Nursing Education and Honor Program In Curriculum

Nurses Educator 2

 Honor Program In Nursing Educational Program

Nursing Education and Honor Program In Curriculum

What Is Honors Program,Impact of Honors Program In Nursing,Honor Program In Nursing Graduation,Outcomes of Honors Program In Nursing Education.

What Is Honors Program

    An honors program is an academic program or curriculum designed to provide a qualitatively different educational experience and learning environment for exceptional students (National Collegiate Honors Council INCHC), 2014). The first honors program in higher education began in 1922, based on the principles of student freedom and choice, more focused topics, and the use of discussion-based courses as opposed to traditional lectures (Oleson, 1988). The first mention of a nursing honors program in the literature was in 1964 (Stanley, 1964). Early reports included nursing honors programs based on an undergraduate research model.

Impact of Honors Program In Nursing

    The primary aim of an honors program is to recruit and retain students of high scholastic intellectual aptitude, to nurture their specific needs, and to raise the academic profile of the institution. Some enduring themes in promoting a nursing honors program are to attract high-achieving, gifted students who may not have considered nursing as a profession of study (Hartshorn, Berbiglia , & Heye, 1997); to provide a fertile ground to cultivate future nursing leaders in research and clinical practice (Buckner, 2008; Reutter et al., 2010; Schumann & McNeill, 2008; Stanford & Shattell, 2010 ) ; and to usher exceptional students toward pursuing advanced degrees in nursing practice, research, and education (Gillis, 2003, Williams & Snider, 1992).

Honor Program In Nursing Graduation

    Nursing honors is an example of departmental honors, or honors in the major, culminating in recognition at graduation with honors in nursing. Departmental honors complement a university honors program, providing opportunities for honors thesis development (Buckner, 2004).The targeted student population for a nursing honors program is defined by a clear set of admission criteria, which typically includes grade point averages (GPAs), scholastic achievement test scores, written essays, and/or satisfactory completion or progress in other coursework (NCHC, 2014). 

    On entry, whether as a pre nursing student or student entering the nursing program, honors students should receive specific honors related academic advising from qualified faculty throughout the duration of the program (NCHC, 2014).In addition to seminars and/or other experiential learning courses, honors programs in nursing have traditionally emphasized research projects as a major learning outcome. 

    Several research models have been used to guide honors projects, including undergraduate research (Buckner, 2004): fellowship programs (Vessey & DeMarco, 2008); independent study (Stanford & Shattell , 2010), and research assistantships/apprenticeships (Reutter et al. 2010). Despite the prior focus on research intensive experiences, learning outcomes may be achieved through other student led projects and activities, such as service-learning projects, study abroad experiences, new course development, and quality improvement projects (Buckner & Holcomb, 2013; Ross & Buckner, 2009). 

    Student projects and research have been presented at the National Conference on Undergraduate Research (NCUR), The Honor Society of Nursing, Sigma Theta Tau International; the annual conference of the NCHC; and others. Buckner (2004) related student development during the dissemination process to the highest levels in the affective domain, organization, and characterization of the values of the profession (Buckner, 2004).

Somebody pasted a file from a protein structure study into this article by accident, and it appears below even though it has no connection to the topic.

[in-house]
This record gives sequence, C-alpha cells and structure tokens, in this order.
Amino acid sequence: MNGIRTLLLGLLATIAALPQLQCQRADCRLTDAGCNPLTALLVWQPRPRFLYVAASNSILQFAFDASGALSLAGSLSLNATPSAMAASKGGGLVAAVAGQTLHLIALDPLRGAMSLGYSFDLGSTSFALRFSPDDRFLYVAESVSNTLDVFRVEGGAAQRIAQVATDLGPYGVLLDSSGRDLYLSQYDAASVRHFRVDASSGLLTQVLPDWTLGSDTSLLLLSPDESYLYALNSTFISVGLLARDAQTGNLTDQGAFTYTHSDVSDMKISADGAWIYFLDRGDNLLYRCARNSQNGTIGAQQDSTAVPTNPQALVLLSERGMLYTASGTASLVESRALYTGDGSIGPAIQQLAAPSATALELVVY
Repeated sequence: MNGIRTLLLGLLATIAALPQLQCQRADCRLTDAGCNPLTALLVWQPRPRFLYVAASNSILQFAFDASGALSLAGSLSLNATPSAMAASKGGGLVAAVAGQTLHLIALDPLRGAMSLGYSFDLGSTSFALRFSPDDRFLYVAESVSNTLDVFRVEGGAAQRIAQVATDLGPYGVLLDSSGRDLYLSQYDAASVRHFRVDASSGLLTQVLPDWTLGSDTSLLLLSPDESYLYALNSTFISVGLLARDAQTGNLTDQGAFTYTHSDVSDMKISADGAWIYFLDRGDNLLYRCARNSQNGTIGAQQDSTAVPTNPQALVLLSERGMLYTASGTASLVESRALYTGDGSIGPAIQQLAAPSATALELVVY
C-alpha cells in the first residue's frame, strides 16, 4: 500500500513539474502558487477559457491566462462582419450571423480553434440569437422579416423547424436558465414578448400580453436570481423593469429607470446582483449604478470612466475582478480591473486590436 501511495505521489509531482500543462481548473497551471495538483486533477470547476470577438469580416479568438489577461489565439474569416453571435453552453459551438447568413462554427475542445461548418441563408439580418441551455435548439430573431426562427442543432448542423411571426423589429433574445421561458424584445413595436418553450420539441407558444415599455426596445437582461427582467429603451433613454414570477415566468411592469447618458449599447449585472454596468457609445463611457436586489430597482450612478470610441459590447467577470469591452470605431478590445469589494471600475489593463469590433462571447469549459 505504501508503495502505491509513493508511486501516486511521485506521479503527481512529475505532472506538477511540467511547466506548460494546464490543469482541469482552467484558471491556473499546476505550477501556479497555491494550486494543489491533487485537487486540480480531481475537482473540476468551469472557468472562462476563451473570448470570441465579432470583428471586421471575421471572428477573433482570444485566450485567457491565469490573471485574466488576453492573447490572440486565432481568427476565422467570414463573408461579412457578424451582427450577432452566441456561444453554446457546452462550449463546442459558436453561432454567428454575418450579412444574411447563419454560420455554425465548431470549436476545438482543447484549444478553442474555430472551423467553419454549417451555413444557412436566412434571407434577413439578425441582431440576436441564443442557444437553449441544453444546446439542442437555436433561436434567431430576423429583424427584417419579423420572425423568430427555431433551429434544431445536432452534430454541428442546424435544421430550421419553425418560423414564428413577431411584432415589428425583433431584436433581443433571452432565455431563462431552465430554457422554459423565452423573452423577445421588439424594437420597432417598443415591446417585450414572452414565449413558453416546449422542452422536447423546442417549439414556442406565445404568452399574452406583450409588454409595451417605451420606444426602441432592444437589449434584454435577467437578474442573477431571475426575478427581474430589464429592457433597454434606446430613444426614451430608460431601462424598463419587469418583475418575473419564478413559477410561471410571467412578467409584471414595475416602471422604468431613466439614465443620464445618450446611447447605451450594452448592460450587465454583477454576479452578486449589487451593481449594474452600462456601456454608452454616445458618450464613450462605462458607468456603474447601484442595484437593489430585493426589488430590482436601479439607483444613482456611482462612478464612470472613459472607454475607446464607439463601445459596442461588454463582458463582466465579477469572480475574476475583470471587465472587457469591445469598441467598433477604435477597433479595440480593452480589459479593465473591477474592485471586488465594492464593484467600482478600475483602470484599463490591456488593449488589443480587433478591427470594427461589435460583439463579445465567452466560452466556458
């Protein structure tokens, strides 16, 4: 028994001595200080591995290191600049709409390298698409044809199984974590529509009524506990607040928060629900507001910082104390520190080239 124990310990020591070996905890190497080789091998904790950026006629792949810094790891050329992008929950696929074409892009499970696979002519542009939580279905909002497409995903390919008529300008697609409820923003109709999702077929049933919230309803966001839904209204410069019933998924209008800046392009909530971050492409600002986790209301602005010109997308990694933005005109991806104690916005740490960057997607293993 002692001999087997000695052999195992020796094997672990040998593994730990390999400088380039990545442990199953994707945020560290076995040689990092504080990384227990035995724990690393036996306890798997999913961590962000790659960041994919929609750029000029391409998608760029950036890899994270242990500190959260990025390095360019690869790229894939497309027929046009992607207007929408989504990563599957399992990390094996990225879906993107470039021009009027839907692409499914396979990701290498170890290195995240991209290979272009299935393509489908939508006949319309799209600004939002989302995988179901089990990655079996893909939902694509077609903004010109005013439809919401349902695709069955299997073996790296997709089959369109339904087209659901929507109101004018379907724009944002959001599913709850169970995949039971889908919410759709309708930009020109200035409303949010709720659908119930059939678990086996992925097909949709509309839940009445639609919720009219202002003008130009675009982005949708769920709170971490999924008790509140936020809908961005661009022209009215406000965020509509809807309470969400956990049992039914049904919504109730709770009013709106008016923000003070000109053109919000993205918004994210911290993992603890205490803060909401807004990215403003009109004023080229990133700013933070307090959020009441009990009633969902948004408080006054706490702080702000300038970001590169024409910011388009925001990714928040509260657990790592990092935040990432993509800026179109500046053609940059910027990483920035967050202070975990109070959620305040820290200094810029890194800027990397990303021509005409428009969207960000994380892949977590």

Challenges and opportunities in nursing honors programs can be categorized into system, faculty, and student factors. When developing and implementing an honors program, it is imperative to have committed administrators who understand the resources and faculty commitment that are needed for the sustainability and longevity of the program (Oleson, 1988). Faculty over-seeing and teaching in honors programs must not only be qualified, but should also have their participation in program activities counted in their workload. In addition, students may have concerns regarding the workload and its impact on their GPA (Hartshorn et al, 1997).

Outcomes of Honors Program In Nursing Education

    To be able to attract exceptional students into an honors program in nursing, the school or college must have a clear mission and vision regarding what the program wishes to achieve. Curriculum elements integrate the Essentials of Baccalaureate Education from the American Association of Colleges of Nursing (AACN) with active and experiential learning comprising the core of the honors program. The faculty will assume various roles as facilitators, coaches, preceptors, mentors. supporters, and role models. However, it is the student's unique talent and interest that should drive the process.

    Despite honors programs being considered an excellent testing ground for piloting educational innovations (Duckett, Brand, & Fairbanks, 1990), there is scanned research on the systematic evaluation of honors programs. Williams and Snider (1992) conducted a comparative analysis of the long-term impact among graduates in honors programs compared to non-honors program counterparts with 4 to 6 years postgraduation. Enrollment in advanced nursing programs was the strongest outcome indicator of being an honors program participant. Similar educational research and outcomes studies are needed to gain greater insight into the merits of honors programs in pre-licensure nursing education.

Post a Comment


Give your opinion if have any.

Post a Comment (0)

#buttons=(Ok, Go it!) #days=(20)

Our website uses cookies to enhance your experience. Check Now
Ok, Go it!